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Listed in The Best Lawyers in America® for Bankruptcy and Creditor-Debtor Rights Law, and recognized as one of Northern California’s Super Lawyers®, Bob focuses his practice on restructuring, bankruptcy, distressed M&A, and related litigation. He is regularly involved in cases throughout the country, including California, Delaware and New York.

As discussed in an earlier post called “Moving Up: Bankruptcy Code Dollar Amounts Will Increase On April 1, 2019,” various dollar amounts in the Bankruptcy Code and related statutory provisions were increased for cases filed on or after today, April 1, 2019. This information sheet has a list of all of the dollar

The Supreme Court held oral argument earlier today in the Mission Products v. Tempnology case, on the issue of the effect of rejection by a licensor of a trademark license on the licensee’s rights. For the full background on the case and the arguments of the parties and amici, please read this post from last

The Big Question. What is the effect of rejection of a trademark license by a debtor-licensor? Over the past few years, this blog has followed the Tempnology case out of New Hampshire raising just that issue. The case has gone from the bankruptcy court, to the Bankruptcy Appellate Panel, and then to

Almost every year amendments are made to the rules that govern how bankruptcy cases are managed — the Federal Rules of Bankruptcy Procedure. The amendments address issues identified by an Advisory Committee made up of federal judges, bankruptcy attorneys, and others. The rule amendments are ultimately adopted by the U.S. Supreme Court and technically subject

The twists and turns of the In re Tempnology LLC bankruptcy case have been a frequent subject on this blog for good reason. The case addresses whether a trademark licensee, whose licensor files bankruptcy and rejects the license agreement, retains any rights to use the trademark — or instead is out of luck.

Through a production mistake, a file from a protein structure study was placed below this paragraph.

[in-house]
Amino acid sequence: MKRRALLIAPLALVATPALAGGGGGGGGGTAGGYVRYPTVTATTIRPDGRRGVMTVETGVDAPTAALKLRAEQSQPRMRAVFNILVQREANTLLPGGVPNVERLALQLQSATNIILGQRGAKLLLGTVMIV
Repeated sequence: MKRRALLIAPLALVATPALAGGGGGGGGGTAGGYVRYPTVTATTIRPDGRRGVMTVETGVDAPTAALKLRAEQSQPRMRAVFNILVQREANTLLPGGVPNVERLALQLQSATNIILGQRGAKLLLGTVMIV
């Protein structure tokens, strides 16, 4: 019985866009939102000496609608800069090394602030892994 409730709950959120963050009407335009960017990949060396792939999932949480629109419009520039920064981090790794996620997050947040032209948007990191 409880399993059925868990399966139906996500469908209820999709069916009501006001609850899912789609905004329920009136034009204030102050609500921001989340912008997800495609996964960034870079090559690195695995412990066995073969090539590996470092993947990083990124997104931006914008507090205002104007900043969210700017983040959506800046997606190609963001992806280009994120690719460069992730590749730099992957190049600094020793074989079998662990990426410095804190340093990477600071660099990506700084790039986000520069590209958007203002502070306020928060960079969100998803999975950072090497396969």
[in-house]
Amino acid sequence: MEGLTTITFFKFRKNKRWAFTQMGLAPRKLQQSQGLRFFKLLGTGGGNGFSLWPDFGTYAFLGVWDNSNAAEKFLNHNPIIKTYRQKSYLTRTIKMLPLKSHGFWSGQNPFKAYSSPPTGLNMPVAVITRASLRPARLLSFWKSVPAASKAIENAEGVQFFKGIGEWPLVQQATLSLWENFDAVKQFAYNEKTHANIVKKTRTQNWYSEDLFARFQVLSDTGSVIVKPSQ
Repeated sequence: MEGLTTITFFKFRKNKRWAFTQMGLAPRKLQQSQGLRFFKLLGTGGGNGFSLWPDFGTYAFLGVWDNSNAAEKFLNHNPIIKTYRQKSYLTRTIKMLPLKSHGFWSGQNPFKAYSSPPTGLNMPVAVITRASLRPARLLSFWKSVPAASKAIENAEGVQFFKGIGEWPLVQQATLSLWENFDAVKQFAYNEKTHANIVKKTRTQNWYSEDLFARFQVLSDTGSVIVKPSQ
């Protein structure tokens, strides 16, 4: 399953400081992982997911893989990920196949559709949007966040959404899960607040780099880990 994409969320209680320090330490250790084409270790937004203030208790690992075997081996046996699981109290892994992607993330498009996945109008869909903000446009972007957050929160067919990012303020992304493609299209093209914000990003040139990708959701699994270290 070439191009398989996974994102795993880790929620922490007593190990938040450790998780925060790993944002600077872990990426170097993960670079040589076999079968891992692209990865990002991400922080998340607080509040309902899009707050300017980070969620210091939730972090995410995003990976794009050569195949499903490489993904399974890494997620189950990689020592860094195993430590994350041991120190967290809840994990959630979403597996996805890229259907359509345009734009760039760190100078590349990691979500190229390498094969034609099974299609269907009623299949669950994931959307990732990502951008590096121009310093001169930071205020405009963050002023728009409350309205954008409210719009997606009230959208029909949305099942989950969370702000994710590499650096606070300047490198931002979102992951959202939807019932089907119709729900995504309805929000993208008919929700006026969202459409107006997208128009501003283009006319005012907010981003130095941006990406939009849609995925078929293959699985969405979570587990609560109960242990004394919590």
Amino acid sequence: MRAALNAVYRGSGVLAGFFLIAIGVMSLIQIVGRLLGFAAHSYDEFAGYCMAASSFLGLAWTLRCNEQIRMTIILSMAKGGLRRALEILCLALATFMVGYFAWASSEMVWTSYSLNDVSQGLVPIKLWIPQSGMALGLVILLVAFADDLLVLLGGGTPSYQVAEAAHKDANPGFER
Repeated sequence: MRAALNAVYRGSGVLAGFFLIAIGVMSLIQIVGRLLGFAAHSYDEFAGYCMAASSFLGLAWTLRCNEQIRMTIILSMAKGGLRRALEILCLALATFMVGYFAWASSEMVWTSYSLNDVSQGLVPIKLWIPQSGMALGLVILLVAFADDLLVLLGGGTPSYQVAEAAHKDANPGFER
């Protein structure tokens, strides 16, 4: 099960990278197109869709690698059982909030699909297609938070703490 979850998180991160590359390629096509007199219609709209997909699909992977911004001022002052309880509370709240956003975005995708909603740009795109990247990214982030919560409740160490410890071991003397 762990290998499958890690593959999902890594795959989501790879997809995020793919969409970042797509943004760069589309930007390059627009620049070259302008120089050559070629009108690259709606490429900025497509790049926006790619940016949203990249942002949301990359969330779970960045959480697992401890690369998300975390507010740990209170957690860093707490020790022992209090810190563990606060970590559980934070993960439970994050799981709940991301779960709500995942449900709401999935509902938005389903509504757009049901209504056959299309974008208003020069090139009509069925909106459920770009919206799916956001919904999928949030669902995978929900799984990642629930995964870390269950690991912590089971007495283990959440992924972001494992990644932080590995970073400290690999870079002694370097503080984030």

A Wild

The Tempnology Trademark Saga. When it comes to decisions on bankruptcy and trademark licenses, the In re Tempnology LLC bankruptcy case is the gift that keeps on giving.

  • The Original. It all started in November 2015. Following Tempnology’s rejection of an agreement containing a trademark licensee, the New Hampshire Bankruptcy Court ruled that

Just about every year amendments are made to the rules that govern how bankruptcy cases are managed — the Federal Rules of Bankruptcy Procedure. The amendments address issues identified by an Advisory Committee made up of federal judges, bankruptcy attorneys, and others. As the photo above reminds us, the rule amendments are ultimately adopted by

Just about every year changes are made to the rules that govern how bankruptcy cases are managed — the Federal Rules of Bankruptcy Procedure. The revisions address issues identified by an Advisory Committee made up of federal judges, bankruptcy attorneys, and others.

Key Rule Amendments. This year the rule amendments address the continuing impact

The In re Tempnology LLC bankruptcy case in New Hampshire has produced yet another important decision involving trademarks and Section 365(n) of the Bankruptcy Code. This time the decision is from the United States Bankruptcy Appellate Panel for the First Circuit (“BAP”). Although the BAP’s Section 365(n) discussion is interesting, even more significant is